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Sleepy northern border town turns into battlefield amid relentless Hezbollah fire

With two-thirds of homes damaged by anti-tank fire and parts declared closed military zone, Kibbutz Manara, with its population reduced to just two, falls into neglect and disrepair; residents uncertain if they’ll have homes to return to after war

Yoav Keren|
Eight months into the war, a team from Ynet and sister publication Yedioth Ahronoth visited Kibbutz Manara on the northern border. Amid the smoke from fires, they heard the stories of those who remain despite the imminent danger from ceaseless Hezbollah attacks.
The gate of Manara’s swimming pool is locked with a simple chain, the type you can buy at any hardware store. Slipping through a gap in the fence, the team found themselves in a time capsule. Locals jokingly call it “The Millionaires' Pool,” referencing former Prime Minister Menachem Begin’s remark about kibbutzim having swimming pools as opposed to low-income urban areas. The phrase originated after a television report showed a Manara resident leisurely swimming after a grueling workday. Today, eight months since the kibbutz was evacuated, the water is green and stale.
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Kibbutz Manara damaged by Hezbollah fire
(Photo: Effie Sharir)
A small sign on the stone wall reads: “Swimming Pool in Memory of Nehemiah Rabin, of blessed memory,” the father of the late Prime Minister Yitzhak Rabin and his sister Rachel Rabin Yaakon, a long-time Manara resident who now lives in an assisted living facility in Kibbutz Kinneret. “She would always say: ‘There is no leadership, there is NO leadership,’” recounted Hagit Erlich, the kibbutz’s welfare coordinator.
Once a symbol of political struggle between the right and the left, Manara now epitomizes the abandonment of northern border residents, regardless of their political views. Positioned on the mountainside facing Lebanon, the kibbutz has become a target for incessant rocket fire. About two-thirds of the apartments have been damaged, ranging from shattered windows to complete destruction, and part of the kibbutz has been declared a closed military zone, now blocked off with barbed wire.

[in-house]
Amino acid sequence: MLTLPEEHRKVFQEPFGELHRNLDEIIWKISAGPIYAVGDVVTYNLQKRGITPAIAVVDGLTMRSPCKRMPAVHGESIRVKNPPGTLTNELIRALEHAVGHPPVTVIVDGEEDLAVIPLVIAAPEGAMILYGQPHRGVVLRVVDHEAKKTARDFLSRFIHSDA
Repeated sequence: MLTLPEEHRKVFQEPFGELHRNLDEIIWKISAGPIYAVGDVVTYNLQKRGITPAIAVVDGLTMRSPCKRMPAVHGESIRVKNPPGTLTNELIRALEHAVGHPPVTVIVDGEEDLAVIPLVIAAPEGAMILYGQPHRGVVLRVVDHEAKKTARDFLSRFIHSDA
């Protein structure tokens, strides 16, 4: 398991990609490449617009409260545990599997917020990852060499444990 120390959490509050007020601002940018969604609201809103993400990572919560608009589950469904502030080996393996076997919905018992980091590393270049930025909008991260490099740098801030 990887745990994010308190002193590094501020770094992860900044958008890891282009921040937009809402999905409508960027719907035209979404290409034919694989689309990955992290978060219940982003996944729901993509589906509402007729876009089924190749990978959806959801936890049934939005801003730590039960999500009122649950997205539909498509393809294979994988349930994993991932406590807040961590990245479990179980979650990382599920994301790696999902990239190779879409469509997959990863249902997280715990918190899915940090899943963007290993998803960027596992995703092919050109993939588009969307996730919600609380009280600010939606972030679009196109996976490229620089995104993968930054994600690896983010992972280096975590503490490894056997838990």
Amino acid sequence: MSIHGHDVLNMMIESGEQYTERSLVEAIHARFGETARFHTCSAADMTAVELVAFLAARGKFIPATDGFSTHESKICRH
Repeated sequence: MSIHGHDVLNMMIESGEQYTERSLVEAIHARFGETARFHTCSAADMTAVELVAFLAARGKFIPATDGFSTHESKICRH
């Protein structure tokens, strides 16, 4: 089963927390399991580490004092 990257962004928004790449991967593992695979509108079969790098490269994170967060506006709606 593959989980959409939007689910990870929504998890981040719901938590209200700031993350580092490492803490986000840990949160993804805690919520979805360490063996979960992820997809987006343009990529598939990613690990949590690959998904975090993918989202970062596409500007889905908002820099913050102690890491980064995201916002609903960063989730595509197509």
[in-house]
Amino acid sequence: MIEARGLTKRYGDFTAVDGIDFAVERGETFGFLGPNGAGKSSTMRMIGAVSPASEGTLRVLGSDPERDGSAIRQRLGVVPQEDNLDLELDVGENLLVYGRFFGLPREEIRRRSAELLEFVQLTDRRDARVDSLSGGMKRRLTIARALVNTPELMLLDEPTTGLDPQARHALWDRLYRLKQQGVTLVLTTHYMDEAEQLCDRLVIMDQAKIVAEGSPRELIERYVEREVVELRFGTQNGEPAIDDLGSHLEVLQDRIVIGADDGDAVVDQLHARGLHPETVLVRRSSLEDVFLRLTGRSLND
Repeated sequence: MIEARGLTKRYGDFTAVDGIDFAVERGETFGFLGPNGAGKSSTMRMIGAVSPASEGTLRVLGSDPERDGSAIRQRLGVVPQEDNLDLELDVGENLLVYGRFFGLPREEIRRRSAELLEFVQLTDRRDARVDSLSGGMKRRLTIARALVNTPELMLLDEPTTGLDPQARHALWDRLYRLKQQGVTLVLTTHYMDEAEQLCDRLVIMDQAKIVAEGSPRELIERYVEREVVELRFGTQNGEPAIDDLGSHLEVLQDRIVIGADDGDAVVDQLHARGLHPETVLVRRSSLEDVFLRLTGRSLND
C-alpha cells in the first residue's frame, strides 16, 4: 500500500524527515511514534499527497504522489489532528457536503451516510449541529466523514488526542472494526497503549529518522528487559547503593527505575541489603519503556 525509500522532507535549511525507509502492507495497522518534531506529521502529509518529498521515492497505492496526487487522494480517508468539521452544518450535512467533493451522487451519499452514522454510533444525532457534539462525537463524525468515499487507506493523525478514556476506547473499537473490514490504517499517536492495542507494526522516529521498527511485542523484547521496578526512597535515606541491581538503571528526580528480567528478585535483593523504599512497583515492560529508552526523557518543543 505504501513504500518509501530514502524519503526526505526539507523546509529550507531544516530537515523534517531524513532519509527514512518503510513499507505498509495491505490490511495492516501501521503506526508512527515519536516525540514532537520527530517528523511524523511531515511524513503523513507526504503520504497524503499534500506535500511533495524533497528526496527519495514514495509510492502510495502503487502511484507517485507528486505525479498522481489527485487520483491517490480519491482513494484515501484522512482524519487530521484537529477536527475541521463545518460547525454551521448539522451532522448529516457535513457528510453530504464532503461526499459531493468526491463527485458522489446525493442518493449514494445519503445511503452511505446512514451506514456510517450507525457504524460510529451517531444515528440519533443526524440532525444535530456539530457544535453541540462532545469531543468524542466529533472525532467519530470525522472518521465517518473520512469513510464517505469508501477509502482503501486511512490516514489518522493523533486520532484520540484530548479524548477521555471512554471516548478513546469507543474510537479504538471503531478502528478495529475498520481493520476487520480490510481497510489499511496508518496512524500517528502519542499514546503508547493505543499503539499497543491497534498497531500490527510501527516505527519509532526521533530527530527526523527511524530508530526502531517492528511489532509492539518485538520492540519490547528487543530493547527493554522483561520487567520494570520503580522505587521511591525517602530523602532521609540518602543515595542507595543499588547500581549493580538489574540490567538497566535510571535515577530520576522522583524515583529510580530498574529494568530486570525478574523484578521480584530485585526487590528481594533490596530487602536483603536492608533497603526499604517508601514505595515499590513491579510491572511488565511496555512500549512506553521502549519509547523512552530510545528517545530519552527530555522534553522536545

Aside from the community's alert squad, only two residents remain: Moti Shai, head of the sanitation department in the Upper Galilee Regional Council, and Naor Shamia, head of the local alert squad and a math and physics teacher. The team met Shai at the Ko’ah junction and ascended to Manara together, joined by Shamia. The road, scarred by the treads of tanks and APCs, will require significant funds and effort to restore. However, this pales in comparison to the resources needed to rehabilitate the town itself.
The picturesque journey to Manara, marred by the smoke from fires, revealed a kibbutz in dire need of attention and support. The once-thriving community now stands as a stark reminder of the costs of war and the urgent need for rehabilitation efforts.
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קיבוץ מנרה הריק וההרוס בצפון
קיבוץ מנרה הריק וההרוס בצפון
Moti Shai and Naor Shamia
(Photo: Effie Sharir)
Moti and Naor take us into the dining room, where three anti-tank missiles hit the kitchen and destroyed it completely. “The dining room is an institution in a kibbutz, a secular synagogue,” Moti said. “The brick and mortar can be rebuilt, but it's more important to see how and when the people will be brought back. I hope the government will help with the reconstruction and not shirk its responsibility.”
In one apartment, a refrigerator stands open, packed with rotting food. After eight months, you no longer notice the stench. Below the window, which was used as a firing position, bullet casings are scattered.
The evacuated residents will return only when security is restored, said Naor. “Not the sense of security, actual security,” he emphasized, noting that he does not know how it could be achieved. “I am not a general. That is what the army is for.” Moti added that the government is not involved. “It doesn't exist. Right now, there is no such thing as a ‘government’,” he said.
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The kibbutz's destroyed dining room kitchen
(Photo: Effie Sharir)
Naor was raised in Holon and lived there for most of his life. In 2011, he moved to Manara. “I couldn't live any longer in the concrete jungle of Gush Dan,” he explained. Now, he looks at the ruined kibbutz, the destroyed roads, the wild-growing weeds, and cannot believe it. “They destroyed our kibbutz.”
We continue to walk along Manara’s streets. “If you hear a siren, drop on the ground,” Moti warned. He leads us to a residential building that has been razed to the ground. Naor was the one to call the displaced owners to inform them that their house had been destroyed. “They took it very hard,” he said. “We’re talking about a couple in their 80s. There's no way they can rebuild their home. Their lives are over while they're still alive.”
Another destroyed house belongs to a bereaved family that lost two sons, one killed in an ambush by terrorists near Nablus in the West Bank, and the other during his military service. “The parents have already passed away,” Naor said. “We called their children and they told us, ‘Don’t go into the house so you don’t get hurt. No one was killed, everything is fine, at the end of the war we will talk.’”